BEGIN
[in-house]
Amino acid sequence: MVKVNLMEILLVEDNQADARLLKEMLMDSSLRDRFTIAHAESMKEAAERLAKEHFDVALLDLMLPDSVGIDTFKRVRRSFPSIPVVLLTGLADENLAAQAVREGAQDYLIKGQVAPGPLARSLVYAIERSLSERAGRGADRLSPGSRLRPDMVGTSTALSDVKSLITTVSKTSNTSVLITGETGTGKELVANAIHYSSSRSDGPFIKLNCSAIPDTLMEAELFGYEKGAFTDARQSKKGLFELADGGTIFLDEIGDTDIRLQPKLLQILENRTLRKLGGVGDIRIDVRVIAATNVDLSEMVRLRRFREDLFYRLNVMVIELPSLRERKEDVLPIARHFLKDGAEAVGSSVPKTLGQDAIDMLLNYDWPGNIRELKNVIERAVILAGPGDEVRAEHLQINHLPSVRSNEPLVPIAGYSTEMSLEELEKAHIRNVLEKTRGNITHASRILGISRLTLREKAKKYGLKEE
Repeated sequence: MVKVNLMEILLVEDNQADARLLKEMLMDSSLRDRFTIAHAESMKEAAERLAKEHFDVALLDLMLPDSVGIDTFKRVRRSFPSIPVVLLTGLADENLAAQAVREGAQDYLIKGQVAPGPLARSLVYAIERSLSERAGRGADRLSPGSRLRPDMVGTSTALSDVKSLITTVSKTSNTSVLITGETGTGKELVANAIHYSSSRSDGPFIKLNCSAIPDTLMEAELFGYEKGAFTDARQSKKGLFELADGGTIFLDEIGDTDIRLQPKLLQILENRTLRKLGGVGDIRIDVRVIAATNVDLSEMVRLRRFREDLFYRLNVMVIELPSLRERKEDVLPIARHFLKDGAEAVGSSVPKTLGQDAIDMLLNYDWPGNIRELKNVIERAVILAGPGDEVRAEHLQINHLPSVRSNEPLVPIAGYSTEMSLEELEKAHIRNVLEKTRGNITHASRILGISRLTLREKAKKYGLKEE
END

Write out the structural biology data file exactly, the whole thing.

[in-house]
Amino acid sequence: MVKVNLMEILLVEDNQADARLLKEMLMDSSLRDRFTIAHAESMKEAAERLAKEHFDVALLDLMLPDSVGIDTFKRVRRSFPSIPVVLLTGLADENLAAQAVREGAQDYLIKGQVAPGPLARSLVYAIERSLSERAGRGADRLSPGSRLRPDMVGTSTALSDVKSLITTVSKTSNTSVLITGETGTGKELVANAIHYSSSRSDGPFIKLNCSAIPDTLMEAELFGYEKGAFTDARQSKKGLFELADGGTIFLDEIGDTDIRLQPKLLQILENRTLRKLGGVGDIRIDVRVIAATNVDLSEMVRLRRFREDLFYRLNVMVIELPSLRERKEDVLPIARHFLKDGAEAVGSSVPKTLGQDAIDMLLNYDWPGNIRELKNVIERAVILAGPGDEVRAEHLQINHLPSVRSNEPLVPIAGYSTEMSLEELEKAHIRNVLEKTRGNITHASRILGISRLTLREKAKKYGLKEE
Repeated sequence: MVKVNLMEILLVEDNQADARLLKEMLMDSSLRDRFTIAHAESMKEAAERLAKEHFDVALLDLMLPDSVGIDTFKRVRRSFPSIPVVLLTGLADENLAAQAVREGAQDYLIKGQVAPGPLARSLVYAIERSLSERAGRGADRLSPGSRLRPDMVGTSTALSDVKSLITTVSKTSNTSVLITGETGTGKELVANAIHYSSSRSDGPFIKLNCSAIPDTLMEAELFGYEKGAFTDARQSKKGLFELADGGTIFLDEIGDTDIRLQPKLLQILENRTLRKLGGVGDIRIDVRVIAATNVDLSEMVRLRRFREDLFYRLNVMVIELPSLRERKEDVLPIARHFLKDGAEAVGSSVPKTLGQDAIDMLLNYDWPGNIRELKNVIERAVILAGPGDEVRAEHLQINHLPSVRSNEPLVPIAGYSTEMSLEELEKAHIRNVLEKTRGNITHASRILGISRLTLREKAKKYGLKEE